Even though I came of age during the Viet Nam anti-war movement, I realize now that I never really learned much about the country or its history. Reading Ocean Vuong’s exquisite novel opened me up to a desire to read more Vietnamese writers. I was prompted to read the two novels by Pulitzer Prize winner Viet Thanh Nguyen after hearing him interviewed on Democracy Now at the time of the mass shooting of the Asian American women in Atlanta. I recommend The Sympathizer and Committed. Nguyen’s third novel in the series has yet to be published. The novels are compelling, and Nguyen is a fine writer. These two authors paved the way for Build Your House Around My Body. I learned about Kupersmith and her novel when I listened to Violet Kupersmith interviewed on a zoom “book tour.”
This is a complex story that travels back and forth through time and space from colonial Viet Nam through the Viet Nam War and into the present. It is a mystery/thriller/horror story all in one full of ghosts and paranormal events that tie the fate of the novel’s characters into a single narrative that lies outside the expected experience of time and space. The story centers around a young women born in the U.S. to Vietnamese parents; she travels to Viet Nam to remake herself. The central event is her disappearance. The chapters reference time with respect to the disappearance—the day of the disappearance, 60 years before the disappearance, two days after the disappearance….I marveled at how this creative young author was able to hold all the pieces of this complex tale together and forge an ending that, in the end, proved the twists and turns of the plot were under her talented control.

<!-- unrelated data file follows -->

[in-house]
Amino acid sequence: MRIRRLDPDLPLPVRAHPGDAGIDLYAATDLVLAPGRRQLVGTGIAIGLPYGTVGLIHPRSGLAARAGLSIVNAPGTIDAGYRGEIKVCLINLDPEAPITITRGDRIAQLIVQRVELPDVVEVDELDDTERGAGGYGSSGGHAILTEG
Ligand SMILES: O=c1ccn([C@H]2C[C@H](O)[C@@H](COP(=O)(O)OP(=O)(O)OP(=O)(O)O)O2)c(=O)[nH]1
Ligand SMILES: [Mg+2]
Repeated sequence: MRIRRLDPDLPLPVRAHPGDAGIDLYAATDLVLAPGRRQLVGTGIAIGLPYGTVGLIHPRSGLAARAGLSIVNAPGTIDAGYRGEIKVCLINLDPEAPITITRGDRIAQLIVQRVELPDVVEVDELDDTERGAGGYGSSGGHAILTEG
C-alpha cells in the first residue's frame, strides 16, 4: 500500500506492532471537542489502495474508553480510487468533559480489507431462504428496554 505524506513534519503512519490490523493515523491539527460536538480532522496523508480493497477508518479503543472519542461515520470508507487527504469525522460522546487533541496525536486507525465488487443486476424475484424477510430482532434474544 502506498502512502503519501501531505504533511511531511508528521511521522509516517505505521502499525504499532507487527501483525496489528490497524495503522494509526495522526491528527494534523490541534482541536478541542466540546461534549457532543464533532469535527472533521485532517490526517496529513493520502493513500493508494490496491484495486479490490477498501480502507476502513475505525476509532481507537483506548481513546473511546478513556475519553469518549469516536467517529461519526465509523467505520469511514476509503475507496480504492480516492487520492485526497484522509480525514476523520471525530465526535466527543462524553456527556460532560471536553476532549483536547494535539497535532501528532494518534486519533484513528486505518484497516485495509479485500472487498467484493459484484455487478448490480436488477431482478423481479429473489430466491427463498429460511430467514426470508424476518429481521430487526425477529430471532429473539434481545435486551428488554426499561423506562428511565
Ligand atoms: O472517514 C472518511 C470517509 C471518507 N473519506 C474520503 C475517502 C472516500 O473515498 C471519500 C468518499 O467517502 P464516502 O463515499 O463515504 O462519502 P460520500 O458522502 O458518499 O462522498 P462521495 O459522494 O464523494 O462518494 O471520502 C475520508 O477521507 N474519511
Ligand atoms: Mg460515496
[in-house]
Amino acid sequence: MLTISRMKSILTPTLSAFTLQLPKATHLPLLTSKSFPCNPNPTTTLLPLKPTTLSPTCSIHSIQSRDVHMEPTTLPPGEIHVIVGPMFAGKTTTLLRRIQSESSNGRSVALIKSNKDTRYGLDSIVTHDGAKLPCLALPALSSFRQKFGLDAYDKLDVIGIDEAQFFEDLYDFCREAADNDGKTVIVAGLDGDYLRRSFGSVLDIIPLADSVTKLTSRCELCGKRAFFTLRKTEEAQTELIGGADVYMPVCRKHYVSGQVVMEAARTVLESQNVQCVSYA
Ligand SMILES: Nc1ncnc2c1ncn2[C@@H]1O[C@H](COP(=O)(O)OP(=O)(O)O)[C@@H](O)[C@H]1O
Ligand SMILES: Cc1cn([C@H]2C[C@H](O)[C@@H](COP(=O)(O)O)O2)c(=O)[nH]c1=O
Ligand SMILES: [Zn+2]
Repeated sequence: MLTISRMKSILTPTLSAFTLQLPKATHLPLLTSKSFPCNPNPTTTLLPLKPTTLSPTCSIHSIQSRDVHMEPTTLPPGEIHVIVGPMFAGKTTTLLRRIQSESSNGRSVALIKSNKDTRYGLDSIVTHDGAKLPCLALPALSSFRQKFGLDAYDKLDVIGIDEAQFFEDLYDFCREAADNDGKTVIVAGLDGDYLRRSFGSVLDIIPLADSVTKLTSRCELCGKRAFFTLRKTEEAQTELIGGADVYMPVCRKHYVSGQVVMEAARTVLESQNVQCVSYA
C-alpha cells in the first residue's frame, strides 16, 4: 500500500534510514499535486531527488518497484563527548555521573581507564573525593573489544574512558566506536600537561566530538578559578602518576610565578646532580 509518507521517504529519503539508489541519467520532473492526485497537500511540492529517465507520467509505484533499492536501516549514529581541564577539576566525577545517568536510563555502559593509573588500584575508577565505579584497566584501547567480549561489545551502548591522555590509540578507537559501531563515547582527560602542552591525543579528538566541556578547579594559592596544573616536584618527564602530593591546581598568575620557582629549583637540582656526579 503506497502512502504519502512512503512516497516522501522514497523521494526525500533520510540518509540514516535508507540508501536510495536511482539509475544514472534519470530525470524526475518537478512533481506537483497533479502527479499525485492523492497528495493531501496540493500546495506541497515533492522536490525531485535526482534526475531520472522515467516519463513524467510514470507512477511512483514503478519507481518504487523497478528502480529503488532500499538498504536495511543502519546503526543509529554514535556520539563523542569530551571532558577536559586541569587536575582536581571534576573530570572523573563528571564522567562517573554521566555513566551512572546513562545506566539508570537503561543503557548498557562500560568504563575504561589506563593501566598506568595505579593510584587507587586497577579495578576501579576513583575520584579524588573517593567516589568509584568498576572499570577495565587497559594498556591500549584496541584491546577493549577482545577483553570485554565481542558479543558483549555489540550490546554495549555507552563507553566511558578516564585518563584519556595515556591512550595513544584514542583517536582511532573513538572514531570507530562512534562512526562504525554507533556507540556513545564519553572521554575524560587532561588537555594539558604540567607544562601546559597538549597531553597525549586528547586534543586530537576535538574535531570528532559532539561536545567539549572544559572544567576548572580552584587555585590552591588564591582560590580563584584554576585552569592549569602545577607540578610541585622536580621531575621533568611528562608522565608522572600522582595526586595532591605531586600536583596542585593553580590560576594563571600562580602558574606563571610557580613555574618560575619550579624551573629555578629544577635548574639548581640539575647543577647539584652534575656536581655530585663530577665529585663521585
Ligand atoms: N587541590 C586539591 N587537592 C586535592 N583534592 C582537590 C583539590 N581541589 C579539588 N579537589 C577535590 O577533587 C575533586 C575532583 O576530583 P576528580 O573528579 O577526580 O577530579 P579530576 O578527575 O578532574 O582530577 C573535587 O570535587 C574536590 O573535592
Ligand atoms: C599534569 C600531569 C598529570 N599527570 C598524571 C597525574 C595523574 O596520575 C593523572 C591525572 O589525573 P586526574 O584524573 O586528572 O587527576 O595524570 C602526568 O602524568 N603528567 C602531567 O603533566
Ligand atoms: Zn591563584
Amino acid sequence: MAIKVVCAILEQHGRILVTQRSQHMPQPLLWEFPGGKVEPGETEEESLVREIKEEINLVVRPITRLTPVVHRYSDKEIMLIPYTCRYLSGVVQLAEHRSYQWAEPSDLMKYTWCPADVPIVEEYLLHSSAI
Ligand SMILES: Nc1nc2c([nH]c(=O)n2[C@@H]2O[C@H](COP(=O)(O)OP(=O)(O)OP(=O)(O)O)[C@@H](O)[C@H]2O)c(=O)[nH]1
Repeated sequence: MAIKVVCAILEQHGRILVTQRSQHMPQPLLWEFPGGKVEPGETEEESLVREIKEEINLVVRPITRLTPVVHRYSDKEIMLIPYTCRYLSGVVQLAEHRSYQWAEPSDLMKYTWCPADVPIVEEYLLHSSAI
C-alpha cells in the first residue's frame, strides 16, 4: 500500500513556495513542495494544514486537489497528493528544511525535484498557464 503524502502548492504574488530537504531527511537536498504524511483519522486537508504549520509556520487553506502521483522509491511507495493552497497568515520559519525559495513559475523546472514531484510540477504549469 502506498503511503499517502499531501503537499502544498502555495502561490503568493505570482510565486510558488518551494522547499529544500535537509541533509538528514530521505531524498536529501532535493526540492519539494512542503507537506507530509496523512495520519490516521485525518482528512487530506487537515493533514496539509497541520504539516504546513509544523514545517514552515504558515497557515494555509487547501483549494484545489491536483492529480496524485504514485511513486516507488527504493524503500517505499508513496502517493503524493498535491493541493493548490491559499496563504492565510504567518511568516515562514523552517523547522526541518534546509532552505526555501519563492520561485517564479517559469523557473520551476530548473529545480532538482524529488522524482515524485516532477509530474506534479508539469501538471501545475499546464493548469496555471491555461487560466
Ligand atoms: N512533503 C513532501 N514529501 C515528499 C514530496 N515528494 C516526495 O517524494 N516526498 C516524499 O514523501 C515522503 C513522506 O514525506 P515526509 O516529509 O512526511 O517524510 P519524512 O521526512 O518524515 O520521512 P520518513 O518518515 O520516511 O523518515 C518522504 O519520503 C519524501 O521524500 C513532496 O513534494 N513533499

The power of ghosts in Vietnamese culture is reflected in the works of Vuong, Nguyen, and Kupersmith. Kupersmith said in her interview that she often scared herself as she wrote the novel. Snakes play a major role, and snakes terrify her. I think she also said that at one point she had to give her friend her computer overnight for fear that what she had created in her imagination might literally come to life in her apartment!
I’m sure some of the complexities of Build Your House escaped me. I could certainly benefit from reading it again.